I have finished the Hasegawa 1/48 F-4E Phantom II.
When I started out on this build, I did not realize it would be an 8 month process. That is a glacially slow build for me. And while the kit wasn’t hard, for some reason, this was one that was mentally tough to get through.
For one, there is a lot of aftermarket on this kit. The cockpit, intakes, pylons, armaments, gear struts, wheels, and exhaust nozzles are all aftermarket resin. (Except for the struts, which are those accursed SAC white “metal” parts…) And though it all fit well, it really brought home to me how much I prefer to avoid adding aftermarket. While it does often look better (often- not always), in my mind, the result versus the costs and effort don’t really work out.
For example, this kit has seamless resin intakes, with a really nice intake fan down the trunk. It looks spectacular. but only IF you place the model (literally) three inches directly in front of your face AND shine a flashlight down the intake trunk at just the right angle. And then you see it.
Now I get some folks like that level of detail, often simply for the benefit of knowing it’s there. Fine, good, wonderful. Have at it. But it really brings home to me how that is not who I am. But… this was a commission build, so I do as asked.
Anyway… enough griping.
The kit itself is remarkably good considering it is about 40+ years old. I’m sure when it was released, it was a game changer. Now, it’s not bad. A few things could certainly be improved on. Overall though, out of the box, this can build up into a really nice kit.
It all fits reasonably well. I didn’t have any problems with fit that a little sanding and a bit of Mr. Surfacer here and there couldn’t solve. Fairing in those intakes was a bit of a headache, but that’s not the kit’s fault. I think the kit pylons would have been just fine with simply a little bit of additional scribing and perhaps a bit of scratchbuild. If you build the kit, consider that part carefully. The amount of fiddling to get aftermarket pylons to fit is a bit ridiculous. I probably could have spent one-fourth the time correcting the kit parts as I did making the resin ones work. Still, they’re on. Hopefully solidly enough to ship. :O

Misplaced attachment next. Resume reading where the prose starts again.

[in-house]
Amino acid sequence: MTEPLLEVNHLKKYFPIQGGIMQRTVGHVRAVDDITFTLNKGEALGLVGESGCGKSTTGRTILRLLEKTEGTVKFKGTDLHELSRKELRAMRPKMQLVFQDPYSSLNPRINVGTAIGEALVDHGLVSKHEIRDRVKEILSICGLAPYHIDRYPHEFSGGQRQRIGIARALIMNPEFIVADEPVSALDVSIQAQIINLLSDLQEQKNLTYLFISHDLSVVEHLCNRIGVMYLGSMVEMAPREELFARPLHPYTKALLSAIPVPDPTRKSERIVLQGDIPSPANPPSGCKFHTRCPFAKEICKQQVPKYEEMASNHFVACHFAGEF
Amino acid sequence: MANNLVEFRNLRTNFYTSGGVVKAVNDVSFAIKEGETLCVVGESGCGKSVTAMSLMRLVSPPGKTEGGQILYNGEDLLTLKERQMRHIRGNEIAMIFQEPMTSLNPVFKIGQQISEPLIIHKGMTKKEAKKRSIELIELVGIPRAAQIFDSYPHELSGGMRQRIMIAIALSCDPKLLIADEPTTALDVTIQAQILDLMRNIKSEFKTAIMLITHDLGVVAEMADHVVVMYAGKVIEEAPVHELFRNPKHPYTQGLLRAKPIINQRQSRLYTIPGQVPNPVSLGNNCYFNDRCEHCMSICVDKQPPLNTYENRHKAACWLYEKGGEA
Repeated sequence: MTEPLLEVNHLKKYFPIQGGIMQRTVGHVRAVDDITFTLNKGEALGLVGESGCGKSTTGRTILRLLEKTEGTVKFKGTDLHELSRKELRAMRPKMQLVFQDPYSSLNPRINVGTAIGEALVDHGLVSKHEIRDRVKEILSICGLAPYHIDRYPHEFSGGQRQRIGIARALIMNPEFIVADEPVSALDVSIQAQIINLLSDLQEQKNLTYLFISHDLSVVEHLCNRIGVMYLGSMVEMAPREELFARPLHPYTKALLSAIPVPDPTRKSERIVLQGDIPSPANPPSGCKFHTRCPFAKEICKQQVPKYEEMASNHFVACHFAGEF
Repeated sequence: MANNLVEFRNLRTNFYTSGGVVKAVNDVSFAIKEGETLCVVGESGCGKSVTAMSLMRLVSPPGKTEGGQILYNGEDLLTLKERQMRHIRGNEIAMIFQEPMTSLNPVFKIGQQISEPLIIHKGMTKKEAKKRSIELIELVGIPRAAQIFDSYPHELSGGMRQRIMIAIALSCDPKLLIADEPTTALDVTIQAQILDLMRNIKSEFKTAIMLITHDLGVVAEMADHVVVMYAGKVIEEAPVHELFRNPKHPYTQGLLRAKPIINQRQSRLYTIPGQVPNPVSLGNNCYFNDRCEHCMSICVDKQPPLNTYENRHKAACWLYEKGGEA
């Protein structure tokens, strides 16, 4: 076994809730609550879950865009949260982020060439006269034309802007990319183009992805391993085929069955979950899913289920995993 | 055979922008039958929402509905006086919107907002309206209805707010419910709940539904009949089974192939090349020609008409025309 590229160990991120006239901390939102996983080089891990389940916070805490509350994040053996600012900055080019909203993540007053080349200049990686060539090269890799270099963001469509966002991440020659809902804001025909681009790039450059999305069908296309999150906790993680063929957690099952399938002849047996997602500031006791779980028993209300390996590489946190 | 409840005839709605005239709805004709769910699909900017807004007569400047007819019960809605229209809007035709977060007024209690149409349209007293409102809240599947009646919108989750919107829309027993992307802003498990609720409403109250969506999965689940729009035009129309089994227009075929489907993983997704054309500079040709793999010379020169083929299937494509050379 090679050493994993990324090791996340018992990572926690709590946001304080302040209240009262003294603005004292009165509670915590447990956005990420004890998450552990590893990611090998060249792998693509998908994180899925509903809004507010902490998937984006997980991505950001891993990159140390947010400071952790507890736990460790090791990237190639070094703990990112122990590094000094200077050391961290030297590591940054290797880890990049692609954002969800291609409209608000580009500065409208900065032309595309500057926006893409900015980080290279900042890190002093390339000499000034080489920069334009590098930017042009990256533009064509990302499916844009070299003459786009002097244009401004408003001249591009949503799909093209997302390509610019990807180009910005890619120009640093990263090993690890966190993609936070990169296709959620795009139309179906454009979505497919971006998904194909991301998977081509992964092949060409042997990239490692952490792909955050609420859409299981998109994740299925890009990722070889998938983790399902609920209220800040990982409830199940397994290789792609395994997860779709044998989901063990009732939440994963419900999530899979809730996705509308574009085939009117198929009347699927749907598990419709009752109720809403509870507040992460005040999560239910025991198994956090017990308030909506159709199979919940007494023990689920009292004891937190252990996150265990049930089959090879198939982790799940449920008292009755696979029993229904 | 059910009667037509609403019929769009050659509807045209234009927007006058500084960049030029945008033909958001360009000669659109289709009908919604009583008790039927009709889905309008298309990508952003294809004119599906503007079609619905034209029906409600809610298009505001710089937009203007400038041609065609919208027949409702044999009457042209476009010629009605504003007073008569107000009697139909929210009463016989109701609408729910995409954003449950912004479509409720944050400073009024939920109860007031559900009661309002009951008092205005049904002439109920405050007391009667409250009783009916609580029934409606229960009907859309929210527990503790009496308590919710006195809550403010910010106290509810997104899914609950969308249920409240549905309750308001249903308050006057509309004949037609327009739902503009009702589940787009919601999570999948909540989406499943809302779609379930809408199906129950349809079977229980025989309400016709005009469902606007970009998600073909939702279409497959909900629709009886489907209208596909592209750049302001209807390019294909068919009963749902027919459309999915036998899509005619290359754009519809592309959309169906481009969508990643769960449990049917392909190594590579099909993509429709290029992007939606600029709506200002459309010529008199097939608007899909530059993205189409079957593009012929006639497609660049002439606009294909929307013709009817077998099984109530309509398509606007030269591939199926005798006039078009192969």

The kit missiles were a bit poor, and an Eduard Brassin set of Sparrows worked quite well. That is an investment worth getting. Assemble, paint, mount, done. That’s the way aftermarket should be.
The cockpit is Black Box resin, and it fit well and looked great.
The colors are all Ammo of Mig, from their 60-70s USAF TAC Colors (AMig.7205). The set includes all four of the colors needed for a typical SEA type scheme. It was my first time airbrushing Ammo colors, and it took a bit of getting used to. The trick is to lay down multiple light coats. Once I discovered that, it worked nicely. The markings are a hodge-podge of sets, as they depict an aircraft flown in Germany in the late 70s/early 80s. (This model was built for the fellow who flew in the back seat of this actual aircraft!)
The weathering touches were very light, just basically a bit of shading and a few streaks. For some reason, I find doing a clean build far more difficult than a weathered one.
Overall, I’m reasonably happy with the outcome. It was definitely a build that some days just required putting my head down and doing something. And it reminded me how life can really impact my hobbies. The mental struggles you face away from the hobby desk still hang around when you get to work.
I’ve read in several places that Zouki Moura will be releasing a new tooled F-4E in this same scale, so it will be interesting to see that kit. Though I’ve not built a ZM kit, their reputation is pretty good it seems, so that may supplant this one as the F-4E to get. Still, if you have this kit in the stash, give it a go. Just avoid the urge to “improve” things that might not really need improving.